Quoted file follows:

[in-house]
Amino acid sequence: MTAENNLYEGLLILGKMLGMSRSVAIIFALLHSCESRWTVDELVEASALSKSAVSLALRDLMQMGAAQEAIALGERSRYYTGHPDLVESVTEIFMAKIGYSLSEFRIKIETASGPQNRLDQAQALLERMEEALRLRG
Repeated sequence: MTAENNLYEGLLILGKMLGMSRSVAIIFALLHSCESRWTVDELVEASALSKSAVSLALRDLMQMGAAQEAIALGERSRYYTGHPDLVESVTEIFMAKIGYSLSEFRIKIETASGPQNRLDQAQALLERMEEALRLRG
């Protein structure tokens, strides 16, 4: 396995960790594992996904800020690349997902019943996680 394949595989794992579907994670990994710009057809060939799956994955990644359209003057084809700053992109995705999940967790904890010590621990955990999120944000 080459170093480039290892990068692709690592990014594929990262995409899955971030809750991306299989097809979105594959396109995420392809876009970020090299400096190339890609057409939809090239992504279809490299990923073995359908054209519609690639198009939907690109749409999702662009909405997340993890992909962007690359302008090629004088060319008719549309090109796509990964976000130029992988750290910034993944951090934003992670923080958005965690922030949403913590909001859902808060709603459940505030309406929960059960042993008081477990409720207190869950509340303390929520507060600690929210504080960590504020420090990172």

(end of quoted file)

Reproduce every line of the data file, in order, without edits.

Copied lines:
[in-house]
Amino acid sequence: MTAENNLYEGLLILGKMLGMSRSVAIIFALLHSCESRWTVDELVEASALSKSAVSLALRDLMQMGAAQEAIALGERSRYYTGHPDLVESVTEIFMAKIGYSLSEFRIKIETASGPQNRLDQAQALLERMEEALRLRG
Repeated sequence: MTAENNLYEGLLILGKMLGMSRSVAIIFALLHSCESRWTVDELVEASALSKSAVSLALRDLMQMGAAQEAIALGERSRYYTGHPDLVESVTEIFMAKIGYSLSEFRIKIETASGPQNRLDQAQALLERMEEALRLRG
């Protein structure tokens, strides 16, 4: 396995960790594992996904800020690349997902019943996680 394949595989794992579907994670990994710009057809060939799956994955990644359209003057084809700053992109995705999940967790904890010590621990955990999120944000 080459170093480039290892990068692709690592990014594929990262995409899955971030809750991306299989097809979105594959396109995420392809876009970020090299400096190339890609057409939809090239992504279809490299990923073995359908054209519609690639198009939907690109749409999702662009909405997340993890992909962007690359302008090629004088060319008719549309090109796509990964976000130029992988750290910034993944951090934003992670923080958005965690922030949403913590909001859902808060709603459940505030309406929960059960042993008081477990409720207190869950509340303390929520507060600690929210504080960590504020420090990172």